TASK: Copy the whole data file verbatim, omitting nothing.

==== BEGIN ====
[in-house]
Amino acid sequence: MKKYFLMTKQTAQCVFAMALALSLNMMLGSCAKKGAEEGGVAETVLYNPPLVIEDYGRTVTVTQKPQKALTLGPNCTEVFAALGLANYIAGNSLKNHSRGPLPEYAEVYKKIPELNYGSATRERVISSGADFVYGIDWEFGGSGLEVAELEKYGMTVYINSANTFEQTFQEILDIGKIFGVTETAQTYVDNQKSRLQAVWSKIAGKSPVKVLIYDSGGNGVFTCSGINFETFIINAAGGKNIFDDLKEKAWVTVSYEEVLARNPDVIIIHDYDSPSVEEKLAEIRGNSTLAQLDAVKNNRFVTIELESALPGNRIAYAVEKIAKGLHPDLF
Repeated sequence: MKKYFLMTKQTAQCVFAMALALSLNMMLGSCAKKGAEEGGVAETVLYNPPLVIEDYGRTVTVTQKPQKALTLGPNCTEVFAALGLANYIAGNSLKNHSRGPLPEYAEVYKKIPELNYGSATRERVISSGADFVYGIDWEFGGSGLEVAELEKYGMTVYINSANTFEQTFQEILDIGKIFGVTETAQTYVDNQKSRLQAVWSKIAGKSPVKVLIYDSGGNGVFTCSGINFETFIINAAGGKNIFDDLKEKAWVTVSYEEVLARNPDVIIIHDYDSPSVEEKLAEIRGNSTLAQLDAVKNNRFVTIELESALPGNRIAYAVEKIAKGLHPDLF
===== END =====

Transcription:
[in-house]
Amino acid sequence: MKKYFLMTKQTAQCVFAMALALSLNMMLGSCAKKGAEEGGVAETVLYNPPLVIEDYGRTVTVTQKPQKALTLGPNCTEVFAALGLANYIAGNSLKNHSRGPLPEYAEVYKKIPELNYGSATRERVISSGADFVYGIDWEFGGSGLEVAELEKYGMTVYINSANTFEQTFQEILDIGKIFGVTETAQTYVDNQKSRLQAVWSKIAGKSPVKVLIYDSGGNGVFTCSGINFETFIINAAGGKNIFDDLKEKAWVTVSYEEVLARNPDVIIIHDYDSPSVEEKLAEIRGNSTLAQLDAVKNNRFVTIELESALPGNRIAYAVEKIAKGLHPDLF
Repeated sequence: MKKYFLMTKQTAQCVFAMALALSLNMMLGSCAKKGAEEGGVAETVLYNPPLVIEDYGRTVTVTQKPQKALTLGPNCTEVFAALGLANYIAGNSLKNHSRGPLPEYAEVYKKIPELNYGSATRERVISSGADFVYGIDWEFGGSGLEVAELEKYGMTVYINSANTFEQTFQEILDIGKIFGVTETAQTYVDNQKSRLQAVWSKIAGKSPVKVLIYDSGGNGVFTCSGINFETFIINAAGGKNIFDDLKEKAWVTVSYEEVLARNPDVIIIHDYDSPSVEEKLAEIRGNSTLAQLDAVKNNRFVTIELESALPGNRIAYAVEKIAKGLHPDLF